Counsel assisting the inquiry had argued Mr Packer should have no association with the Barangaroo venue at all due to prior poor behaviour.

Mr Packer making a “very serious threat against a business colleague” in 2015 “demonstrates a flaw in his character such as to adversely affect his integrity”, the report read.

His lieutenant Michael Johnston – an executive of his private investment vehicle Consolidated Press Holdings and a Crown director for the past 13 years — was found to have exacerbated the corporate governance failings at the group.

Ms Bergin’s report also took aim at chief executive Ken Barton for advocating to keep the Riverbank subsidiary account open without investigating possible connections to money laundering.

“The authority would be justified in concluding that it cannot have any confidence in dealing with Mr Barton as a director of the licensee or Crown,” the report said.

Chair Helen Coonan was exonerated of wrongdoing but the report said her understanding of the issues plaguing Crown was heavily reliant on Mr Barton’s advice and judgment.

It was also noted ILGA had no confidence in Crown director Andrew Demetriou, who during testimonies provided a “most unedifying” and “quite bizarre performance” by reading from notes on the witness stand.

The probe heard Australian Resorts chief executive Barry Felstead was warned in 2015 about staff being concerned for their safety and living in “constant fear of getting tapped on the shoulder” as they sought to lure Chinese high rollers to Crown’s Australian casinos.

But that information never made it through to the board or risk management committee, and 16 of the employees ended up serving jail time.

Earlier on Tuesday, Crown began preparing for a potential investor backlash following the public release of the report, placing its shares into a trading halt.

The report said an enforceable undertaking could be committed, however ILGA would not be satisfied while Guy Jalland and Michael Johnston remain as company directors.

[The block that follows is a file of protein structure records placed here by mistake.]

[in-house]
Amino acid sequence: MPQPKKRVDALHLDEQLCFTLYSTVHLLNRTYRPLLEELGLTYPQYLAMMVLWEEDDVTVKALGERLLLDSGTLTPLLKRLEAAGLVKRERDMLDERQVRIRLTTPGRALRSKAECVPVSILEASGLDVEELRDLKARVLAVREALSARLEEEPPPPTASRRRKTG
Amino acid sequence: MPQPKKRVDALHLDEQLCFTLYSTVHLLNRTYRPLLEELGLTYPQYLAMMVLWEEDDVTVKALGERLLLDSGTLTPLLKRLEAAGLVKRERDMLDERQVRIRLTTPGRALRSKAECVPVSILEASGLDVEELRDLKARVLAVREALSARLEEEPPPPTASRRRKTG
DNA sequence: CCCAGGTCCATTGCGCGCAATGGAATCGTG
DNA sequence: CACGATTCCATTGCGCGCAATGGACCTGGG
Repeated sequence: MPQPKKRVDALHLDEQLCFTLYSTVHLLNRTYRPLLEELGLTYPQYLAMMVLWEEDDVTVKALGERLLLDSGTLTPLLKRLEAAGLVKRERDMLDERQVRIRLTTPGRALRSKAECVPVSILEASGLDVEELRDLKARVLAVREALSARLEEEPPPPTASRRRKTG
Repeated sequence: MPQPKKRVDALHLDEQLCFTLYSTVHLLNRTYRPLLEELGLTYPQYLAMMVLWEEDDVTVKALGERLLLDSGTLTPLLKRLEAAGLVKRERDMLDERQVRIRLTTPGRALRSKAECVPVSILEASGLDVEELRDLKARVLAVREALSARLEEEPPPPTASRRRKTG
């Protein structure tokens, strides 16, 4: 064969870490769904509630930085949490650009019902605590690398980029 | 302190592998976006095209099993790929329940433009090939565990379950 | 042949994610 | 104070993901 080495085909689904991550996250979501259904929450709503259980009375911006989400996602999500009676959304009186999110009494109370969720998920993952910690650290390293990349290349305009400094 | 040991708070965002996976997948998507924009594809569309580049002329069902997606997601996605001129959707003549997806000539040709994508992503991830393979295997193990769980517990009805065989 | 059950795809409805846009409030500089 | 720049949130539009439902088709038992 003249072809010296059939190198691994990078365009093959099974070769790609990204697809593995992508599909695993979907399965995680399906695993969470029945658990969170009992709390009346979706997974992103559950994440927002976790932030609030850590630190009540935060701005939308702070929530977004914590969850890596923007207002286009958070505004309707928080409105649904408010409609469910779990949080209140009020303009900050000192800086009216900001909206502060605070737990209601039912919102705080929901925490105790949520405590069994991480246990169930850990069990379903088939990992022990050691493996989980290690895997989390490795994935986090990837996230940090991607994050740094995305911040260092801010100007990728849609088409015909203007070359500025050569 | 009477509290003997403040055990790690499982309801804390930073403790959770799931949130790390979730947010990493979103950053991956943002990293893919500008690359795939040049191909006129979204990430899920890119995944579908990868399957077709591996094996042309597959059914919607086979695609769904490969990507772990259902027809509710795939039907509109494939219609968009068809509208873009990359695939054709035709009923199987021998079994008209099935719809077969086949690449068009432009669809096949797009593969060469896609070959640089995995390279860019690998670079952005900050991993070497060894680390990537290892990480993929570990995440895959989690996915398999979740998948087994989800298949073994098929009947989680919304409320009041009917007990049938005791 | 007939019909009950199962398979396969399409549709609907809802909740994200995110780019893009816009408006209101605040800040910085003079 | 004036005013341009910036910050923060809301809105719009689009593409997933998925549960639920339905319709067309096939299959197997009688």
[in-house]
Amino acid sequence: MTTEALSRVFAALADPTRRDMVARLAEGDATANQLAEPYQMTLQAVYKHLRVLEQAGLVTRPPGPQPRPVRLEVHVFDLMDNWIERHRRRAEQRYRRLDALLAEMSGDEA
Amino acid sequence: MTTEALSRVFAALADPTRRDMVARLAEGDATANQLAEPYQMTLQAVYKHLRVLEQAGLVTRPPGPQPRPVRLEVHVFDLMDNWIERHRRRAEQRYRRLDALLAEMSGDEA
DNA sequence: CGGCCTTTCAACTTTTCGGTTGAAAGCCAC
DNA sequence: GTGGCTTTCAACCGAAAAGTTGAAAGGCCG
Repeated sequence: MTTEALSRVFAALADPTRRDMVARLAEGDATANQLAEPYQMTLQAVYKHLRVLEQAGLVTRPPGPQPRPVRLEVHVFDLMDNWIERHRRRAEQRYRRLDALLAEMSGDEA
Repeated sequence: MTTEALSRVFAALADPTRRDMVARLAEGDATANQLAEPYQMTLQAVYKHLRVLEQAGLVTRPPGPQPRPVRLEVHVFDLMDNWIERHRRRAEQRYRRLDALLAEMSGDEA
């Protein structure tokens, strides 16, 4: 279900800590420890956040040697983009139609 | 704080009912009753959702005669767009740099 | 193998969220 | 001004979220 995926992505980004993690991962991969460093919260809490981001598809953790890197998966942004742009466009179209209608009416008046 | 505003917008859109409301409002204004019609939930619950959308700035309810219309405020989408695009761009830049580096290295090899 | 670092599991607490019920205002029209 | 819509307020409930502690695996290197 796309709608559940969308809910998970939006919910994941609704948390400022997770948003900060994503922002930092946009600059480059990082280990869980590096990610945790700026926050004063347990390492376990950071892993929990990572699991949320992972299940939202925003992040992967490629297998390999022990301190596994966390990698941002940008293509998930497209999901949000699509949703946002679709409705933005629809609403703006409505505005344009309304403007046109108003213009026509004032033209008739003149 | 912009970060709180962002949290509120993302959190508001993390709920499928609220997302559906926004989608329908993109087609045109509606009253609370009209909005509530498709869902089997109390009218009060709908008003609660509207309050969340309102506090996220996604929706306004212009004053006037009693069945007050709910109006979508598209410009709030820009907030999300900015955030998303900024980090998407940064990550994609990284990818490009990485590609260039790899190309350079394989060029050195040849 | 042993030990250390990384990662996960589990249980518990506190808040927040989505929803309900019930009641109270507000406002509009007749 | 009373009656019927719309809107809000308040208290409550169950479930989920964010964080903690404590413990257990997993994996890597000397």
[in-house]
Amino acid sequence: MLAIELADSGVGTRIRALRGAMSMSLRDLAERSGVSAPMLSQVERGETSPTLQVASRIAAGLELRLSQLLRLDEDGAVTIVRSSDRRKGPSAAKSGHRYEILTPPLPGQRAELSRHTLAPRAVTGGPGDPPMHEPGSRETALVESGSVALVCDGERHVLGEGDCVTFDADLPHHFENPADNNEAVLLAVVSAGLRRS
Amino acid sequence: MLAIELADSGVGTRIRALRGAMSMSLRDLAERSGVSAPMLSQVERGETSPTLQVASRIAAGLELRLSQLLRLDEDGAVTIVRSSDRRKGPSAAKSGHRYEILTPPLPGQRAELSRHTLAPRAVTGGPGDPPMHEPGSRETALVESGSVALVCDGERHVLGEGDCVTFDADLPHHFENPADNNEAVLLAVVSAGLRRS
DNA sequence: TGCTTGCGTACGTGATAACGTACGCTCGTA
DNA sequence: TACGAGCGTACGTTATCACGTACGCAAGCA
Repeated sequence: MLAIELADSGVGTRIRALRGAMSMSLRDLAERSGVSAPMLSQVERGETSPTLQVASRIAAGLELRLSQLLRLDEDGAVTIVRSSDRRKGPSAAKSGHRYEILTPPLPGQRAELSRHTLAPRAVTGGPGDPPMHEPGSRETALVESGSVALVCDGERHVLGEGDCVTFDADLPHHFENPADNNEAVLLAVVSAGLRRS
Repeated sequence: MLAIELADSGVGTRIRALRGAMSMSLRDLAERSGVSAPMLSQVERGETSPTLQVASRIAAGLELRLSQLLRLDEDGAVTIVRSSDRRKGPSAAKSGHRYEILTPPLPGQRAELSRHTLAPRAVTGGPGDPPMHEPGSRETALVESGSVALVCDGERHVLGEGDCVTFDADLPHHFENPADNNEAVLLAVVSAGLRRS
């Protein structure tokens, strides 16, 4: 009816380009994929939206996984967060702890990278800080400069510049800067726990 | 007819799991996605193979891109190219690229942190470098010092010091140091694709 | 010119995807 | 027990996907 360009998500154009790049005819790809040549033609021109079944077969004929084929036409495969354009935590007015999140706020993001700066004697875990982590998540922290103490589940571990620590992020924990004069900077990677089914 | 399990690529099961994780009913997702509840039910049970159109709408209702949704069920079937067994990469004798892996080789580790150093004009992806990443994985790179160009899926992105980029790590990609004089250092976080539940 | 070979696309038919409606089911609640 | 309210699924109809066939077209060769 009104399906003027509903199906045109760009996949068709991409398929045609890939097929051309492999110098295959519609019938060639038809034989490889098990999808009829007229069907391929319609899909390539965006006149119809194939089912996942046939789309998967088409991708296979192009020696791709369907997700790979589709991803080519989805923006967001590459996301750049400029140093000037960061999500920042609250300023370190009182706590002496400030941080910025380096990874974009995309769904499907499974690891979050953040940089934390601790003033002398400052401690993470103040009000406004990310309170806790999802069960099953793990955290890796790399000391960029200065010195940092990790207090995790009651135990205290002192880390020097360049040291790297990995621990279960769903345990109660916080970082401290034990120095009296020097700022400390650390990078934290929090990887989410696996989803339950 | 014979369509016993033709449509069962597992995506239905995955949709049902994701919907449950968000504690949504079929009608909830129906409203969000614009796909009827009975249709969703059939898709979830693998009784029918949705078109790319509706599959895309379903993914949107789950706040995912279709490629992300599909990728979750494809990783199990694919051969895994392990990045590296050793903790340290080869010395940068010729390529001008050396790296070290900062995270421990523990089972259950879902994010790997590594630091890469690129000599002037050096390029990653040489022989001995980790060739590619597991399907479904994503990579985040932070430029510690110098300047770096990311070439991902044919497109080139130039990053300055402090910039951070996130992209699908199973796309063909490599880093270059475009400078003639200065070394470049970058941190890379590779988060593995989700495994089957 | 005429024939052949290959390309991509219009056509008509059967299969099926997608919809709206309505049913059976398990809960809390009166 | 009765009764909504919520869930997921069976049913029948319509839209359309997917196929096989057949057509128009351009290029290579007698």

“If Crown is to survive this turmoil and convert itself into a company that can be regarded as a suitable person and achieve the same for the licensee, there is little doubt that it could achieve a fresh start and emerge a very much stronger and better organisation,” the report said.

NSW Customer Service Minister Victor Dominello said he would consider the recommendations before formally responding.

“At the heart of the report is a relationship between organised crime, money laundering and gambling. And more importantly what steps we can do to protect the community against these sinister elements,” he said earlier in the day.

An opposition spokeswoman said the report was “damning” and Labor would request a hearing with Mr Dominello.

Independent MP and anti-gambling campaigner Andrew Wilkie said the findings had implications for Crown’s casinos in Melbourne and Perth.

“Surely it’s self-evident that Commissioner Bergin’s findings mean the company is unfit to continue to operate any casino in Australia,” Mr Wilkie said.

“To that end I call upon the premiers of Victoria and Western Australia to suspend Crown’s casino licences in their jurisdictions, and to immediately establish commissions of inquiry to get to the bottom of what is now a genuinely national issue.

“I also call on the Prime Minister to revisit my repeated calls in the federal parliament for a royal commission into the casino industry.”

Crown said in a statement lodged to the Australian Securities Exchange it reviewing ILGA’s report.